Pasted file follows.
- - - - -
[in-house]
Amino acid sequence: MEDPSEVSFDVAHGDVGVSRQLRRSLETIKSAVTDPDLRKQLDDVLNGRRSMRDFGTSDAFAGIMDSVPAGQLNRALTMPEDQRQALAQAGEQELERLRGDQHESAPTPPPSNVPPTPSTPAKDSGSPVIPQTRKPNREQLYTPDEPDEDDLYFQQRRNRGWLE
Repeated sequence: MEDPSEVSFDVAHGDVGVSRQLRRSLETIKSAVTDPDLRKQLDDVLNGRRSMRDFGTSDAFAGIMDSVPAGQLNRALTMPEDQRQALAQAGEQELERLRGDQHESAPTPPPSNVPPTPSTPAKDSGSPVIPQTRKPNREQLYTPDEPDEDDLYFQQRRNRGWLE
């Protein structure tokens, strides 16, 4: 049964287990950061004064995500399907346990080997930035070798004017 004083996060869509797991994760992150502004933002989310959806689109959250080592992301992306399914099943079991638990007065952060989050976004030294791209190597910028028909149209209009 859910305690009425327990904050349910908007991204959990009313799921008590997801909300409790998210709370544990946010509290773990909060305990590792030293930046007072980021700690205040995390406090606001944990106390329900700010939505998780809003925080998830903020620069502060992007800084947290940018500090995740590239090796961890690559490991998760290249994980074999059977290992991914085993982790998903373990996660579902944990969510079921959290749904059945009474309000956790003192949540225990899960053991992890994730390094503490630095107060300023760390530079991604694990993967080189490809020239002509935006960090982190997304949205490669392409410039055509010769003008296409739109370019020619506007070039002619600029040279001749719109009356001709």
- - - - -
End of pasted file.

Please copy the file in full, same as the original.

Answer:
[in-house]
Amino acid sequence: MEDPSEVSFDVAHGDVGVSRQLRRSLETIKSAVTDPDLRKQLDDVLNGRRSMRDFGTSDAFAGIMDSVPAGQLNRALTMPEDQRQALAQAGEQELERLRGDQHESAPTPPPSNVPPTPSTPAKDSGSPVIPQTRKPNREQLYTPDEPDEDDLYFQQRRNRGWLE
Repeated sequence: MEDPSEVSFDVAHGDVGVSRQLRRSLETIKSAVTDPDLRKQLDDVLNGRRSMRDFGTSDAFAGIMDSVPAGQLNRALTMPEDQRQALAQAGEQELERLRGDQHESAPTPPPSNVPPTPSTPAKDSGSPVIPQTRKPNREQLYTPDEPDEDDLYFQQRRNRGWLE
């Protein structure tokens, strides 16, 4: 049964287990950061004064995500399907346990080997930035070798004017 004083996060869509797991994760992150502004933002989310959806689109959250080592992301992306399914099943079991638990007065952060989050976004030294791209190597910028028909149209209009 859910305690009425327990904050349910908007991204959990009313799921008590997801909300409790998210709370544990946010509290773990909060305990590792030293930046007072980021700690205040995390406090606001944990106390329900700010939505998780809003925080998830903020620069502060992007800084947290940018500090995740590239090796961890690559490991998760290249994980074999059977290992991914085993982790998903373990996660579902944990969510079921959290749904059945009474309000956790003192949540225990899960053991992890994730390094503490630095107060300023760390530079991604694990993967080189490809020239002509935006960090982190997304949205490669392409410039055509010769003008296409739109370019020619506007070039002619600029040279001749719109009356001709």